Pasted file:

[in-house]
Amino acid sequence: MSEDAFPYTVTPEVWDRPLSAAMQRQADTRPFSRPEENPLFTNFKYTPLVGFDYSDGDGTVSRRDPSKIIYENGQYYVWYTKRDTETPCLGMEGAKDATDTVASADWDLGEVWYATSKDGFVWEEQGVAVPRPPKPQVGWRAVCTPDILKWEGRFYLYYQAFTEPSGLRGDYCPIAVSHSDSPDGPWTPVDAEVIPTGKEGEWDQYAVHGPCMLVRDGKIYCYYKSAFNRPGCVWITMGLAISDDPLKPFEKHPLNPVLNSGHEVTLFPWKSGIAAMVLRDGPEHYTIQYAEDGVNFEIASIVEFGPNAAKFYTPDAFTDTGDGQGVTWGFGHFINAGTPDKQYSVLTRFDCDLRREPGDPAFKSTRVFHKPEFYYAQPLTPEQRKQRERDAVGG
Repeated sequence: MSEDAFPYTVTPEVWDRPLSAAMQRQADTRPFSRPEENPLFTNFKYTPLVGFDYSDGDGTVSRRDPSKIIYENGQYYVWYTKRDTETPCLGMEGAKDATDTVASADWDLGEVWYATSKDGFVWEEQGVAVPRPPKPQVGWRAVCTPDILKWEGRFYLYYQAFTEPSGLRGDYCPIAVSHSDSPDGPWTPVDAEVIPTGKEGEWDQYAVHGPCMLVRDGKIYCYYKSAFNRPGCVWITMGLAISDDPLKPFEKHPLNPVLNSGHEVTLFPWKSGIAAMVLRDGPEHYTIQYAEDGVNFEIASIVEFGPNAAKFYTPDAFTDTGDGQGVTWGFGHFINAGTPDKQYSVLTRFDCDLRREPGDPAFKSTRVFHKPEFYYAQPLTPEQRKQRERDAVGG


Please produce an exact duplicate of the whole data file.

[in-house]
Amino acid sequence: MSEDAFPYTVTPEVWDRPLSAAMQRQADTRPFSRPEENPLFTNFKYTPLVGFDYSDGDGTVSRRDPSKIIYENGQYYVWYTKRDTETPCLGMEGAKDATDTVASADWDLGEVWYATSKDGFVWEEQGVAVPRPPKPQVGWRAVCTPDILKWEGRFYLYYQAFTEPSGLRGDYCPIAVSHSDSPDGPWTPVDAEVIPTGKEGEWDQYAVHGPCMLVRDGKIYCYYKSAFNRPGCVWITMGLAISDDPLKPFEKHPLNPVLNSGHEVTLFPWKSGIAAMVLRDGPEHYTIQYAEDGVNFEIASIVEFGPNAAKFYTPDAFTDTGDGQGVTWGFGHFINAGTPDKQYSVLTRFDCDLRREPGDPAFKSTRVFHKPEFYYAQPLTPEQRKQRERDAVGG
Repeated sequence: MSEDAFPYTVTPEVWDRPLSAAMQRQADTRPFSRPEENPLFTNFKYTPLVGFDYSDGDGTVSRRDPSKIIYENGQYYVWYTKRDTETPCLGMEGAKDATDTVASADWDLGEVWYATSKDGFVWEEQGVAVPRPPKPQVGWRAVCTPDILKWEGRFYLYYQAFTEPSGLRGDYCPIAVSHSDSPDGPWTPVDAEVIPTGKEGEWDQYAVHGPCMLVRDGKIYCYYKSAFNRPGCVWITMGLAISDDPLKPFEKHPLNPVLNSGHEVTLFPWKSGIAAMVLRDGPEHYTIQYAEDGVNFEIASIVEFGPNAAKFYTPDAFTDTGDGQGVTWGFGHFINAGTPDKQYSVLTRFDCDLRREPGDPAFKSTRVFHKPEFYYAQPLTPEQRKQRERDAVGG